(WNS) -- It's not accidental that the book of Deuteronomy (literally, a "copy of this law") retells for the Israelites what just happened to them. We so quickly overlook the lessons of history.
So as the newspapers and airwaves begin to report the tragic story of famine in Somalia, it's important to read these as Moses would, not as the Israelites, who got themselves stuck in the wilderness for 40 years because they refused to see their own role in their predicament.
The famine in Somalia is not, as most major news sources would have you believe, caused by drought. Agence France-Presse had Somalians "fleeing drought." Even Mission Aviation Fellowship, a wonderful support group, said it was redirecting planes and hiring crews to work through the night to ready relief flights to the Horn of Africa, where 11 million people are facing "a hunger crisis caused by several years of severe drought."
At the risk of sounding callous, it's worth pointing out that much of Louisiana, New Mexico, Oklahoma, and Texas currently face what the U.S. Department of Agriculture classifies as D4, or "exceptional" drought — the worst — and residents of those states have food to eat and water to drink. High temperatures in Waco averaged 102° in mid-July while barely registering 85° in Mogadishu, yet Waco residents carried on with business and commerce while Somali residents fled, some desperate enough to wander for six weeks toward relief in Kenya.
Severe drought may contribute to famine, but failed governments — and terrorist tactics — are what finally cause them. Somalia's transitional government, weakened by decades of misdirected foreign aid and failed international peacekeeping missions, has failed to counter al Shabaab, a fierce al-Qaeda-linked movement that actually controls much of the southern area outside Mogadishu, not surprisingly the areas most affected by famine.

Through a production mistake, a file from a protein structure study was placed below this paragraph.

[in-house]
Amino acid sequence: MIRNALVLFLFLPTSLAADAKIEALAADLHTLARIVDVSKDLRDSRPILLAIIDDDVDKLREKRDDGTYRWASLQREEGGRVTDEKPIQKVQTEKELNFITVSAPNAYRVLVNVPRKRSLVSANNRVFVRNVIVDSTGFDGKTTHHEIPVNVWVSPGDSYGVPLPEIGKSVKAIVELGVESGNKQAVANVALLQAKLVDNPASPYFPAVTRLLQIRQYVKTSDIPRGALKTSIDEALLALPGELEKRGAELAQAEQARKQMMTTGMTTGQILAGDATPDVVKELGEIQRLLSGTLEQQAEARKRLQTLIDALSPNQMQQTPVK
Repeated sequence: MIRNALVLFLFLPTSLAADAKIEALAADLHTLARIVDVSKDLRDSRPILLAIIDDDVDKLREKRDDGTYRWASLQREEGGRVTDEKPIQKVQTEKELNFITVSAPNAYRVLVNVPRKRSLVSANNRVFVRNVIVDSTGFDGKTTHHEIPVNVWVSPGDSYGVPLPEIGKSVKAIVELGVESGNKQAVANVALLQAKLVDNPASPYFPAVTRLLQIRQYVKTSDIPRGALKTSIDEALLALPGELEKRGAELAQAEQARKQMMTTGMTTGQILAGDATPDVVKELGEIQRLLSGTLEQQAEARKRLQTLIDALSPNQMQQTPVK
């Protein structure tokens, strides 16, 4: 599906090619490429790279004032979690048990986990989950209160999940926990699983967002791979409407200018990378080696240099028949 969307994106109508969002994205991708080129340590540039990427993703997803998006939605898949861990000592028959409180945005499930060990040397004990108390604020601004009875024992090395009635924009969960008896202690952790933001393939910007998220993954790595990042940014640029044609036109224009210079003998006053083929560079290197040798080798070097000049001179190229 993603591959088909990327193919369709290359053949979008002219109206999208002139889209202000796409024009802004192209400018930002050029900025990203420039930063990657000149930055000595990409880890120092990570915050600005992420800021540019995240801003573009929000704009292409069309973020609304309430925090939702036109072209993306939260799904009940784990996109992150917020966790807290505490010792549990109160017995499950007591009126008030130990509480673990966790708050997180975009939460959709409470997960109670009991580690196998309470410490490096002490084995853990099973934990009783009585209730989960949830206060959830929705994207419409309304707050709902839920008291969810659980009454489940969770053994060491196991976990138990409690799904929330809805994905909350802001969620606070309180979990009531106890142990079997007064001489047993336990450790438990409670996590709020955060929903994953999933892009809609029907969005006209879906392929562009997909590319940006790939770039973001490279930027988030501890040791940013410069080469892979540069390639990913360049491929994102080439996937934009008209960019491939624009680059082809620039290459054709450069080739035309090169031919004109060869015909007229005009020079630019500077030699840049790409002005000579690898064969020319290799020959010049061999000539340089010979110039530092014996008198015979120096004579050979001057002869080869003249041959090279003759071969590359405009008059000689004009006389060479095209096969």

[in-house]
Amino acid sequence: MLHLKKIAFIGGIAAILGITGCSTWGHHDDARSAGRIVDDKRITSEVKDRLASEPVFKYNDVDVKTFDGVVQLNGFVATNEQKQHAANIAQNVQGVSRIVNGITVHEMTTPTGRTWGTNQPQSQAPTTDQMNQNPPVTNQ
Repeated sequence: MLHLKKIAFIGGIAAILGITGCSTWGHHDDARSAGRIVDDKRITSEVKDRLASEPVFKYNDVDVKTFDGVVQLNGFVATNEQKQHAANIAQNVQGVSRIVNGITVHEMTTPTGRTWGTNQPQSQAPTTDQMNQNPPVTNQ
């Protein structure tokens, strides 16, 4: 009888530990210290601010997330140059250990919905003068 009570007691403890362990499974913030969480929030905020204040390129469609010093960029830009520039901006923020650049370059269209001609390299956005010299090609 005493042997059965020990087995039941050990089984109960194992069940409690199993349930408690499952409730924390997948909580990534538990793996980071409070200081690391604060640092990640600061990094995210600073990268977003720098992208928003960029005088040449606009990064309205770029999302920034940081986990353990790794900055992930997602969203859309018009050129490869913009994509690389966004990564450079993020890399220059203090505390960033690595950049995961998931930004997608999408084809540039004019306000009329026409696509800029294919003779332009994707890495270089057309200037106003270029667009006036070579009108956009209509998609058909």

"Corruption is a major part of the problem in Somalia," said Rashid Abdi, a Somalia analyst at the International Crisis Group, even as donors prepared to spend more millions there. "This drought did not come out of nowhere, but the [Somali] government did not do anything to prepare for it. Instead they spent all their time fighting each other."
That — coupled with political correctness in the donor community — extends famine rather than relieves it. Aid workers blame manmade global warming yet refuse to address the manmade political causes. ActionAid's Lena Aahlby, in an op-ed for the Sydney Morning Herald, said Australia's failure to tax carbon emissions was responsible for the Horn of Africa's "devastating drought" and famine an ocean away.
Larger actors like the World Bank and the U.S. Agency for International Development (USAID), systemically wish away political causes. The World Bank in its Articles of Agreement states it "shall not interfere in the political affairs of any member." USAID — though it already has spent $459 million in taxpayer dollars for "emergency assistance" to the region this fiscal year — has nothing to say about Somalia's brew of corruption, terrorism, and civil war. Its "Feed the Future" program purports to provide food security through technical advances that will increase agriculture production. That's like spitting at a tornado, given al-Shabaab's treachery and the Somali government's lethargy.
Not facing the totality of Somalia's crisis is the reason it won't go away. Dadaab refugee camp opened in eastern Kenya in 1991 to take in refugees from Somalia's civil war. Twenty years later it's the largest refugee camp in the world. Constructed to house up to 90,000, its population is approaching 1 million. UN field coordinators say they have been registering an average of 1,000 Somalis a day since June. One 70-year-old traveled by car with her 3-year-old granddaughter because they lacked food, but upon reaching the Kenya border was stopped and had to walk — 50 miles — to Dadaab then wait while UN workers sorted the influx of new arrivals.
The poor and malnourished need our help but they deserve more than to be sentenced to lasting deprivation by government and other programs that play at easing their suffering while standing back from solving its real causes.
Mindy Belz is the editor of WORLD Magazine, where this article originally appeared.